Making Movies

Chimera includes the following approaches for capturing image frames and assembling them into a movie file:

The image frames can be captured directly from Chimera or created by raytracing with POV-Ray. Available output movie formats are MPEG-1, MPEG-2 MPEG-4, AVI MSMPEG-4v2, and Quicktime. See below for information on developing movie content (often in the form of command files) and troubleshooting problems in PowerPoint.

Movie Content

The window size should be adjusted as desired before recording is started, for example, with the command windowsize. During recording, operations in Chimera can be performed interactively and commands can be entered at the Command Line. Frequently, however, a command file will be used (see examples). Unless raytracing is used, other windows should not overlap the Chimera window during recording.

The frame rate in Chimera is nominally 30/s, but is performance-limited (may be slower depending on what is displayed and what hardware is being used). Saving frames will slow the process further, but this slowing will not affect the playback rate of the resulting movie (default 25 fps). Thus, movie playback may be faster or slower than the original process in Chimera.

Certain commands are especially useful for scripting continuous motion and/or specifying movie content:

2dlabels - display 2D labels, which can be faded in or out over a specified number of frames
clip - move global clipping planes
cofr - change the center of rotation
freeze - stop all motion
mclip - control per-model clipping
move - translate along the X, Y, or Z axis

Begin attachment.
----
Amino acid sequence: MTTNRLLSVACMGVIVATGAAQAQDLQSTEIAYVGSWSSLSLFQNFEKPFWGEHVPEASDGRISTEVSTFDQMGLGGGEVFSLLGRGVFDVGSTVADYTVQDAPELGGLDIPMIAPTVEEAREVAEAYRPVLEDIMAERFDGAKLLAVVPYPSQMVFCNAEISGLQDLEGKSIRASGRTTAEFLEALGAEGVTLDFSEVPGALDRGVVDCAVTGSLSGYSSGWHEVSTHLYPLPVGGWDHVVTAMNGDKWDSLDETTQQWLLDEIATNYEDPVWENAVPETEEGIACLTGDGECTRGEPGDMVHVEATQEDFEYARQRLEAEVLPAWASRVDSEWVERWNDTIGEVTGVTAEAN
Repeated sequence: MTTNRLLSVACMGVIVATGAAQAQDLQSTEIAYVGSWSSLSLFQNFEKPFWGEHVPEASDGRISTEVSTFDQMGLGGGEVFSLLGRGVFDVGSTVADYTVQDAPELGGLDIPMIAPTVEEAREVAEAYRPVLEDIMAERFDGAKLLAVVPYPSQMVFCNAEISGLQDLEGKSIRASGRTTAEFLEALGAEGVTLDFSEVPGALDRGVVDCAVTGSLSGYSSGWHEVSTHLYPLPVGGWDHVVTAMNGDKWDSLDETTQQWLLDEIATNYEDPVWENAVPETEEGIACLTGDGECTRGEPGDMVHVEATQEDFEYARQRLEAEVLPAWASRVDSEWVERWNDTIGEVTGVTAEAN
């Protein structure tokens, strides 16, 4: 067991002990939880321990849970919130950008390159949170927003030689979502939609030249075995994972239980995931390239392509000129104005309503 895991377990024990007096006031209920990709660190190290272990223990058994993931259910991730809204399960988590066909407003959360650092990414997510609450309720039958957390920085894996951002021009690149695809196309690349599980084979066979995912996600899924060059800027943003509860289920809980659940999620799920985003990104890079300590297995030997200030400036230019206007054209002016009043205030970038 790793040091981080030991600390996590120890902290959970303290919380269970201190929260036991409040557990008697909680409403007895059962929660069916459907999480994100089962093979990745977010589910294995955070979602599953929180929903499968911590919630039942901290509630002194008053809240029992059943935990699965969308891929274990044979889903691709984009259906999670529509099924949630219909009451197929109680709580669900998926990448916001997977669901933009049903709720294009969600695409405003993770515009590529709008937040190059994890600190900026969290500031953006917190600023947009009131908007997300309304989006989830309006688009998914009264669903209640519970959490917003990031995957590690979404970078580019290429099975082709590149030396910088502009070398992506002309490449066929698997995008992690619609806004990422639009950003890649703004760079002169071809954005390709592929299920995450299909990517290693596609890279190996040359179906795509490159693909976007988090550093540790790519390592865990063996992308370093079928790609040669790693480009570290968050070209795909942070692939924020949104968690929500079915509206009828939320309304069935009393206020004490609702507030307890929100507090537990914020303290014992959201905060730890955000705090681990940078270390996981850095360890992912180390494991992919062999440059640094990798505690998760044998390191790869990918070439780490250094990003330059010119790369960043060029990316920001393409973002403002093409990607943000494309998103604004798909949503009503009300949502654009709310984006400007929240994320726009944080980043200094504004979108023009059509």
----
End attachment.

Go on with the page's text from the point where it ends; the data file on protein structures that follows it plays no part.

movie - capture image frames and assemble them into a movie file
perframe - specify an alias to be executed at each display frame
reset - interpolate from the current position to one previously saved with savepos
rock - rock back and forth about the X, Y, or Z axis
roll - rotate about the X, Y, or Z axis
savepos - save and name a "position" (a set of model transformations, etc.)
scale - scale the view
section - move the clipping planes in parallel
select - activate/deactivate models for motion (to move one model relative to another)
set independent - make models rotate about their own centers instead of a collective center
thickness - move the clipping planes in opposite directions
turn - rotate about the X, Y, or Z axis
wait - suspend command processing for a specified number of frames or until motion has stopped
windowsize - set the dimensions of the graphics window

Since a movie is fundamentally a series of images, many of the tips on preparing images also pertain to movies.

Movie Command File Examples

Simply opening a command file in Chimera executes its contents. Note: Executing either of the following examples "as is" will show the content but not create a movie; the movie-recording commands have been commented out.

See rules and tips for constructing command files.

Problems in PowerPoint

On Windows, some Chimera-generated movies cannot be inserted into PowerPoint presentations, or can be inserted but will not play. In PowerPoint 2000, only the Chimera MPEG-1 format works, but the quality is very low. Using PowerPoint 2003 or newer is recommended. With PowerPoint 2003 on Windows, the Chimera AVI MSMPEG-4v2 format is recommended. Although a movie in this format can be inserted into a presentation, it may play as a black rectangle. To remedy this, try reducing the video acceleration in Windows Media Player (instructions are for Media Player 10.0, but should be similar for other versions):

  1. start Windows Media Player (for example, by right-clicking a movie icon and choosing Play with Media Player)
  2. right-click the top bar of the Windows Media Player window and choose menu entry Tools / Options...
  3. click the Performance tab in the Options dialog
  4. click the Advanced... button in the Video Acceleration panel
  5. turn off Use video mixing renderer
After PowerPoint 2003 has been restarted, the movie should play correctly within the presentation. We have not tested movie playing in PowerPoint 2007. A more drastic alternative to the last two steps above is to move the slider in the Video Acceleration panel in the Performance tab to None.

Video acceleration in Media Player is not the only potential source of trouble. If the problem persists, see the following information from Microsoft:

UCSF Computer Graphics Laboratory / February 2008